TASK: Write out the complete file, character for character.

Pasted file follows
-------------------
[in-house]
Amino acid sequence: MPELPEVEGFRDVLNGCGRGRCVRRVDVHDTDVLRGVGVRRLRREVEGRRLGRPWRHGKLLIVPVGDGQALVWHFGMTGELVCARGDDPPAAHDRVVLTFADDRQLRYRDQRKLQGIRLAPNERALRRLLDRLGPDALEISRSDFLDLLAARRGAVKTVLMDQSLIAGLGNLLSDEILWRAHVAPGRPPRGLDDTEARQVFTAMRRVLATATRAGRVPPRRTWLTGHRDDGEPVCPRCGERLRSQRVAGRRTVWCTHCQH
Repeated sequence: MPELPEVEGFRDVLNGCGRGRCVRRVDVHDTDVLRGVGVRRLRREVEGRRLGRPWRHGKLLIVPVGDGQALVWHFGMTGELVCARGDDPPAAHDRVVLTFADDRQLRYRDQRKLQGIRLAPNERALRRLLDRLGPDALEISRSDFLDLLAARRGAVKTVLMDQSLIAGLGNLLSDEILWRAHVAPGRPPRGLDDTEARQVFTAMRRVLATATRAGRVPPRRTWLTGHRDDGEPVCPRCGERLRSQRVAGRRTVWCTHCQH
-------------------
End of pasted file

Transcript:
[in-house]
Amino acid sequence: MPELPEVEGFRDVLNGCGRGRCVRRVDVHDTDVLRGVGVRRLRREVEGRRLGRPWRHGKLLIVPVGDGQALVWHFGMTGELVCARGDDPPAAHDRVVLTFADDRQLRYRDQRKLQGIRLAPNERALRRLLDRLGPDALEISRSDFLDLLAARRGAVKTVLMDQSLIAGLGNLLSDEILWRAHVAPGRPPRGLDDTEARQVFTAMRRVLATATRAGRVPPRRTWLTGHRDDGEPVCPRCGERLRSQRVAGRRTVWCTHCQH
Repeated sequence: MPELPEVEGFRDVLNGCGRGRCVRRVDVHDTDVLRGVGVRRLRREVEGRRLGRPWRHGKLLIVPVGDGQALVWHFGMTGELVCARGDDPPAAHDRVVLTFADDRQLRYRDQRKLQGIRLAPNERALRRLLDRLGPDALEISRSDFLDLLAARRGAVKTVLMDQSLIAGLGNLLSDEILWRAHVAPGRPPRGLDDTEARQVFTAMRRVLATATRAGRVPPRRTWLTGHRDDGEPVCPRCGERLRSQRVAGRRTVWCTHCQH